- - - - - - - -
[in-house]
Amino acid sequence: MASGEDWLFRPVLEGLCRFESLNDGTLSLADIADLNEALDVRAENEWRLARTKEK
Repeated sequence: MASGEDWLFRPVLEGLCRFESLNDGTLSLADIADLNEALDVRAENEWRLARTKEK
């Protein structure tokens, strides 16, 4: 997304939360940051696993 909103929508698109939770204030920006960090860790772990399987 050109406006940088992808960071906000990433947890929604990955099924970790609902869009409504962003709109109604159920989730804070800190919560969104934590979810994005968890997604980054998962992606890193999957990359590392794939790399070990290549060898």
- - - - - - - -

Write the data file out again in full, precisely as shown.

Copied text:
[in-house]
Amino acid sequence: MASGEDWLFRPVLEGLCRFESLNDGTLSLADIADLNEALDVRAENEWRLARTKEK
Repeated sequence: MASGEDWLFRPVLEGLCRFESLNDGTLSLADIADLNEALDVRAENEWRLARTKEK
């Protein structure tokens, strides 16, 4: 997304939360940051696993 909103929508698109939770204030920006960090860790772990399987 050109406006940088992808960071906000990433947890929604990955099924970790609902869009409504962003709109109604159920989730804070800190919560969104934590979810994005968890997604980054998962992606890193999957990359590392794939790399070990290549060898």